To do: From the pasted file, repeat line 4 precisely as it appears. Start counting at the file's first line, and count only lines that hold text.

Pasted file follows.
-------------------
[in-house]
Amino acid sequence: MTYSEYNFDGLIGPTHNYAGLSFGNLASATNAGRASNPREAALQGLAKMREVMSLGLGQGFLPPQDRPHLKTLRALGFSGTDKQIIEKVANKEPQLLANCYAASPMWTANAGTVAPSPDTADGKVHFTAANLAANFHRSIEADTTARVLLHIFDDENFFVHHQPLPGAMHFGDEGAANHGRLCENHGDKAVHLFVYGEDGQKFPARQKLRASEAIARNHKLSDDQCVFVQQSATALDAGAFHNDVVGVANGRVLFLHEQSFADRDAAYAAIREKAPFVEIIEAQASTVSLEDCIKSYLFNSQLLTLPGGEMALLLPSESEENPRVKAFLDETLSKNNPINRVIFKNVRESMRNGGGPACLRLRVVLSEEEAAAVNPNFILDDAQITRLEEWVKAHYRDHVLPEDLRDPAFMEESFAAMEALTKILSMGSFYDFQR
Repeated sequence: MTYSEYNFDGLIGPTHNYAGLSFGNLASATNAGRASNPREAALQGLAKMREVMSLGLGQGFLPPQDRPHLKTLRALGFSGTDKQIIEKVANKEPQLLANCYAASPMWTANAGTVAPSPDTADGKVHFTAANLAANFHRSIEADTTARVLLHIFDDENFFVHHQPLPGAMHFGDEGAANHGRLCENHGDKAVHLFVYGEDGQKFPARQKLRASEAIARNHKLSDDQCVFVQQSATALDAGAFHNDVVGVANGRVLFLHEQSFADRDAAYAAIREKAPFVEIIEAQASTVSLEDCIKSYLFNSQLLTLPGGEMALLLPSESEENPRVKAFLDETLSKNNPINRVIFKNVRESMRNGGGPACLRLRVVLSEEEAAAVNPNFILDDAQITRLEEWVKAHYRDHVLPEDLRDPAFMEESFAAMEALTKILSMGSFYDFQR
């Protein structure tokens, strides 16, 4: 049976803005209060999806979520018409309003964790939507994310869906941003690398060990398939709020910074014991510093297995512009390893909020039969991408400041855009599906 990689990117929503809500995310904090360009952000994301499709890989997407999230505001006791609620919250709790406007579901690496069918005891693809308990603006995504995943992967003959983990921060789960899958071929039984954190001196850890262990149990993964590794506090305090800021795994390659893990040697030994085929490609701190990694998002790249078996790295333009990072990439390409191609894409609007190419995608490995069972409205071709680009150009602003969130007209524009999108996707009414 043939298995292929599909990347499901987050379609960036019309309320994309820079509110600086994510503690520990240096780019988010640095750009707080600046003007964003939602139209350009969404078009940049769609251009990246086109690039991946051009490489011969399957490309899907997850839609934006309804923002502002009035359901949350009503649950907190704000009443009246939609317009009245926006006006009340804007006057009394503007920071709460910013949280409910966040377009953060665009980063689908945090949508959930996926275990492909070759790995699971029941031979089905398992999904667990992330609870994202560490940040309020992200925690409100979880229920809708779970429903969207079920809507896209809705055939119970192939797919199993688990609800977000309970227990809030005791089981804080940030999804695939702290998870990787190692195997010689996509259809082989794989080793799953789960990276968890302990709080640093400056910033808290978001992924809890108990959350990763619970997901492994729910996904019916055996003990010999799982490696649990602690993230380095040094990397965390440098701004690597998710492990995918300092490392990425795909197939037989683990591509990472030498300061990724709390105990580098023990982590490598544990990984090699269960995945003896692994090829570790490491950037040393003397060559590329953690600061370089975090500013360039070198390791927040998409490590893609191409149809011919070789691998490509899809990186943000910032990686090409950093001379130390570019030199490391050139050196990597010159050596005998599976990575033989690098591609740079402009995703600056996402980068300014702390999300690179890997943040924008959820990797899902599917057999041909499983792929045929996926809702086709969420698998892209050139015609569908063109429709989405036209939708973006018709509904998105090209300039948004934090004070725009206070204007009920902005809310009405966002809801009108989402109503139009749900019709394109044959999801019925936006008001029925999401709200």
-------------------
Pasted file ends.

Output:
């Protein structure tokens, strides 16, 4: 049976803005209060999806979520018409309003964790939507994310869906941003690398060990398939709020910074014991510093297995512009390893909020039969991408400041855009599906 990689990117929503809500995310904090360009952000994301499709890989997407999230505001006791609620919250709790406007579901690496069918005891693809308990603006995504995943992967003959983990921060789960899958071929039984954190001196850890262990149990993964590794506090305090800021795994390659893990040697030994085929490609701190990694998002790249078996790295333009990072990439390409191609894409609007190419995608490995069972409205071709680009150009602003969130007209524009999108996707009414 043939298995292929599909990347499901987050379609960036019309309320994309820079509110600086994510503690520990240096780019988010640095750009707080600046003007964003939602139209350009969404078009940049769609251009990246086109690039991946051009490489011969399957490309899907997850839609934006309804923002502002009035359901949350009503649950907190704000009443009246939609317009009245926006006006009340804007006057009394503007920071709460910013949280409910966040377009953060665009980063689908945090949508959930996926275990492909070759790995699971029941031979089905398992999904667990992330609870994202560490940040309020992200925690409100979880229920809708779970429903969207079920809507896209809705055939119970192939797919199993688990609800977000309970227990809030005791089981804080940030999804695939702290998870990787190692195997010689996509259809082989794989080793799953789960990276968890302990709080640093400056910033808290978001992924809890108990959350990763619970997901492994729910996904019916055996003990010999799982490696649990602690993230380095040094990397965390440098701004690597998710492990995918300092490392990425795909197939037989683990591509990472030498300061990724709390105990580098023990982590490598544990990984090699269960995945003896692994090829570790490491950037040393003397060559590329953690600061370089975090500013360039070198390791927040998409490590893609191409149809011919070789691998490509899809990186943000910032990686090409950093001379130390570019030199490391050139050196990597010159050596005998599976990575033989690098591609740079402009995703600056996402980068300014702390999300690179890997943040924008959820990797899902599917057999041909499983792929045929996926809702086709969420698998892209050139015609569908063109429709989405036209939708973006018709509904998105090209300039948004934090004070725009206070204007009920902005809310009405966002809801009108989402109503139009749900019709394109044959999801019925936006008001029925999401709200």